University of Louisville and Max Planck Institute for Social Anthropology, United States
Session Abstract: This panel seeks to examine the quotidian practices of governance in colonial and postcolonial South Asia, particularly through bureaucratic encounters. Using archival and ethnographic evidence, papers will explore perceptions of governance, contestations and conflicts, and episodes of negotiations and cooperation between local governments and citizens (transport operators, food vendors, etc). These encounters will shed light on people’s engagement with colonial and postcolonial bureaucracy as well as discordances within different state institutions in the routine practice of governance.
Together, the papers seek to ground “the state” and theorize governance through everyday negotiations with bureaucratic procedure, regulation, and policy implementation. Questions that animate this panel include: How do citizens and bureaucrats reconcile imagined and experienced dimensions of village government? How do transport operators in Delhi make use of court cases and informal negotiations in their engagements with the state? How did everyday encounters between public health officials and the urban poor of Calcutta reflect contemporaneous middle-class anxieties around hygiene, adulteration and impurities?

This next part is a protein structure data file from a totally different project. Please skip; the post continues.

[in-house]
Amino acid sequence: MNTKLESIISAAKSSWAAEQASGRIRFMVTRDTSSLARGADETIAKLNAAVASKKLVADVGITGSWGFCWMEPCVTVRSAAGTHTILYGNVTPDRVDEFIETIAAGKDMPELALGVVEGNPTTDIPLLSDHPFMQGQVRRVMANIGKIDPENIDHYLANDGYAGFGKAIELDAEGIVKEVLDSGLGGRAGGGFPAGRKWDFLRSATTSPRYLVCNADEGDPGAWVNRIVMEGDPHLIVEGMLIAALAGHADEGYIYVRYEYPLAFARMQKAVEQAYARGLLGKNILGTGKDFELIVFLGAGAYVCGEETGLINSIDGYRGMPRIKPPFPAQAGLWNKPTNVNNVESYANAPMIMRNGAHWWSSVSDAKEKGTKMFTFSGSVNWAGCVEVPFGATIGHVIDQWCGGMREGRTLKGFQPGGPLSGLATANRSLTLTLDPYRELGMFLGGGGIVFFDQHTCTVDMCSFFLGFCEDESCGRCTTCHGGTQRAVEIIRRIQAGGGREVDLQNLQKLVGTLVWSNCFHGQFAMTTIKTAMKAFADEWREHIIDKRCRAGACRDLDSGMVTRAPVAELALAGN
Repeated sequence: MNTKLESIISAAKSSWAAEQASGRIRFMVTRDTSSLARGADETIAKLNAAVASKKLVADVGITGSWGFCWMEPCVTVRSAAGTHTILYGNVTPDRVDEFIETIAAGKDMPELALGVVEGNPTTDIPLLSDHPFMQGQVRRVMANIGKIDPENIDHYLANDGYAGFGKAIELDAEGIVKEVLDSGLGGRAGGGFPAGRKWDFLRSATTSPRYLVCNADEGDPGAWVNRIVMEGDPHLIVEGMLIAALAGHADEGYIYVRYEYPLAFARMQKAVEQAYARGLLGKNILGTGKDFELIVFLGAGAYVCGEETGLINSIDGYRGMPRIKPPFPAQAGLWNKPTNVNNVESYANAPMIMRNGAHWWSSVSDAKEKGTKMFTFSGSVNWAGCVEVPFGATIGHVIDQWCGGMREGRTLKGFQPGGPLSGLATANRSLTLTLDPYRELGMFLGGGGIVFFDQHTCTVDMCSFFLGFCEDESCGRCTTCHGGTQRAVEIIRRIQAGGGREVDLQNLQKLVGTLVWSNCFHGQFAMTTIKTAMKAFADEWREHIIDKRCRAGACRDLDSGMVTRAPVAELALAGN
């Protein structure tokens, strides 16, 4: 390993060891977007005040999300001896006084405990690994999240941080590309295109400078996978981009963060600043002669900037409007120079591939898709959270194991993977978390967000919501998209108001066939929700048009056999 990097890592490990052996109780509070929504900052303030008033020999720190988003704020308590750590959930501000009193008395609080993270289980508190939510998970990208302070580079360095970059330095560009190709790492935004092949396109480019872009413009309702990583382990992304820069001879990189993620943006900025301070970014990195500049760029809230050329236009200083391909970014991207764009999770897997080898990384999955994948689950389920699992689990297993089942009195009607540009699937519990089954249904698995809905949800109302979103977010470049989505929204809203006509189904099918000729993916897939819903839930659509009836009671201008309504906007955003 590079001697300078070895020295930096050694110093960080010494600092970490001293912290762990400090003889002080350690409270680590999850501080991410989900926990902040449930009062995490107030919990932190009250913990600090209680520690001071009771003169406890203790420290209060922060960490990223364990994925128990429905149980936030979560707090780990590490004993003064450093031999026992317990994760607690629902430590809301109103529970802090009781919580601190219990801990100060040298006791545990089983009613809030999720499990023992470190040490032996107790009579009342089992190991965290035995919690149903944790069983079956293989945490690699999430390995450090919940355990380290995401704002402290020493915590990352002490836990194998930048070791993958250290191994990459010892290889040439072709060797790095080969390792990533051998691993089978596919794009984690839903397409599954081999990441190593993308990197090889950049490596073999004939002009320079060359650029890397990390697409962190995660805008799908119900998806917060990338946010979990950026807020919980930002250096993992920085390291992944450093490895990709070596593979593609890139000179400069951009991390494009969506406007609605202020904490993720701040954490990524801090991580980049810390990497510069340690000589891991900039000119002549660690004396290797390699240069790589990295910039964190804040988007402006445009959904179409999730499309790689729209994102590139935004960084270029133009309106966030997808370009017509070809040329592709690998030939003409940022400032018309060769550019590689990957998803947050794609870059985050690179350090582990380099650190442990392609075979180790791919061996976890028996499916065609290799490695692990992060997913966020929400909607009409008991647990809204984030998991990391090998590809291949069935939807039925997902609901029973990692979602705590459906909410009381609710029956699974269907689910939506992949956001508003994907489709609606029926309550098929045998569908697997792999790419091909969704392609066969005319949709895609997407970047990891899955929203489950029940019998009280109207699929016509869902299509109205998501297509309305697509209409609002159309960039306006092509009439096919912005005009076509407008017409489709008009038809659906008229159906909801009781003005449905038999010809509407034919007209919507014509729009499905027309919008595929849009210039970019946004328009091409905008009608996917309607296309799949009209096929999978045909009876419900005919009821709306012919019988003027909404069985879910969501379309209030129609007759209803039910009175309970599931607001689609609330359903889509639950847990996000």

Paper Presenter: Gourav Krishna Nandi – Yale University
Paper Presenter: Meredith Mclaughlin – Homerton College, Cambridge
Paper Presenter: Souvanik Mullick – Yale University